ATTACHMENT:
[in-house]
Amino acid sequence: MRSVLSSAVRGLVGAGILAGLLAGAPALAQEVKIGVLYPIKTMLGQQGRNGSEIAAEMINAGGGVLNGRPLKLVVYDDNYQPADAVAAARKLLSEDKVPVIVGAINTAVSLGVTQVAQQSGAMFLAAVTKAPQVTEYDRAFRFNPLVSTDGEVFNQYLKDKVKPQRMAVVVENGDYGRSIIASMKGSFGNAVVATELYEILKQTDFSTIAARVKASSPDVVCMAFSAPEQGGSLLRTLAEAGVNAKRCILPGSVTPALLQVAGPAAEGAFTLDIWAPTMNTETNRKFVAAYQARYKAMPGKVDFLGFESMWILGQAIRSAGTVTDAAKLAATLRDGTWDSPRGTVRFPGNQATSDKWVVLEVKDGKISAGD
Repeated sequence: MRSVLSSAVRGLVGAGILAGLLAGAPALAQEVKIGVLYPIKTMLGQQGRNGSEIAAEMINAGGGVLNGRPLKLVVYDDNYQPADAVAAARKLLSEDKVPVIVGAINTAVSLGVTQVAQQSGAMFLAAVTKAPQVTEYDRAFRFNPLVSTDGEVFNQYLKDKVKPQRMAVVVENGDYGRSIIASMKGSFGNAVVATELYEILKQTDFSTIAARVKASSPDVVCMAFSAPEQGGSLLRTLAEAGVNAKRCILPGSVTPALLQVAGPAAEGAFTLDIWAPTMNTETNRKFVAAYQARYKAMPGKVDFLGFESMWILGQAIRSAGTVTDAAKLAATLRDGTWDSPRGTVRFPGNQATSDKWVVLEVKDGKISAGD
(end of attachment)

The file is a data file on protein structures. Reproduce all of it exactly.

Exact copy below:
[in-house]
Amino acid sequence: MRSVLSSAVRGLVGAGILAGLLAGAPALAQEVKIGVLYPIKTMLGQQGRNGSEIAAEMINAGGGVLNGRPLKLVVYDDNYQPADAVAAARKLLSEDKVPVIVGAINTAVSLGVTQVAQQSGAMFLAAVTKAPQVTEYDRAFRFNPLVSTDGEVFNQYLKDKVKPQRMAVVVENGDYGRSIIASMKGSFGNAVVATELYEILKQTDFSTIAARVKASSPDVVCMAFSAPEQGGSLLRTLAEAGVNAKRCILPGSVTPALLQVAGPAAEGAFTLDIWAPTMNTETNRKFVAAYQARYKAMPGKVDFLGFESMWILGQAIRSAGTVTDAAKLAATLRDGTWDSPRGTVRFPGNQATSDKWVVLEVKDGKISAGD
Repeated sequence: MRSVLSSAVRGLVGAGILAGLLAGAPALAQEVKIGVLYPIKTMLGQQGRNGSEIAAEMINAGGGVLNGRPLKLVVYDDNYQPADAVAAARKLLSEDKVPVIVGAINTAVSLGVTQVAQQSGAMFLAAVTKAPQVTEYDRAFRFNPLVSTDGEVFNQYLKDKVKPQRMAVVVENGDYGRSIIASMKGSFGNAVVATELYEILKQTDFSTIAARVKASSPDVVCMAFSAPEQGGSLLRTLAEAGVNAKRCILPGSVTPALLQVAGPAAEGAFTLDIWAPTMNTETNRKFVAAYQARYKAMPGKVDFLGFESMWILGQAIRSAGTVTDAAKLAATLRDGTWDSPRGTVRFPGNQATSDKWVVLEVKDGKISAGD